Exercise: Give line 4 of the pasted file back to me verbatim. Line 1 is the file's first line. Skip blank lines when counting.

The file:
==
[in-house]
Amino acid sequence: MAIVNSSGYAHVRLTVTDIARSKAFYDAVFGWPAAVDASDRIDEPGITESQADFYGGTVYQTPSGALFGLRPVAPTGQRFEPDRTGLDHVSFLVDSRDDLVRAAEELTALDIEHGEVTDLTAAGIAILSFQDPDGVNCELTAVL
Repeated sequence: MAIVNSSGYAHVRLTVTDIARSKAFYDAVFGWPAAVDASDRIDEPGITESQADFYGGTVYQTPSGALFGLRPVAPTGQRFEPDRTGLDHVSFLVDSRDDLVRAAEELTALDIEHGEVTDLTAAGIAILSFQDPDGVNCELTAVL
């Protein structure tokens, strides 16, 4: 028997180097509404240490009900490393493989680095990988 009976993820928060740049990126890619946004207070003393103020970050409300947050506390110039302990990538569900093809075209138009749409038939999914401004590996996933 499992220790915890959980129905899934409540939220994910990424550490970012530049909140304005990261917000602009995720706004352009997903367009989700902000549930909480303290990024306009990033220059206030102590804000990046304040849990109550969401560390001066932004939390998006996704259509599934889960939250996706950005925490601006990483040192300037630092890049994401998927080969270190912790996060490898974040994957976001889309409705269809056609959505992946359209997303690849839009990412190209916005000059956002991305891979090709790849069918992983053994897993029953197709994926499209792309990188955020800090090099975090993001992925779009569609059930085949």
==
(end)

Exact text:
């Protein structure tokens, strides 16, 4: 028997180097509404240490009900490393493989680095990988 009976993820928060740049990126890619946004207070003393103020970050409300947050506390110039302990990538569900093809075209138009749409038939999914401004590996996933 499992220790915890959980129905899934409540939220994910990424550490970012530049909140304005990261917000602009995720706004352009997903367009989700902000549930909480303290990024306009990033220059206030102590804000990046304040849990109550969401560390001066932004939390998006996704259509599934889960939250996706950005925490601006990483040192300037630092890049994401998927080969270190912790996060490898974040994957976001889309409705269809056609959505992946359209997303690849839009990412190209916005000059956002991305891979090709790849069918992983053994897993029953197709994926499209792309990188955020800090090099975090993001992925779009569609059930085949």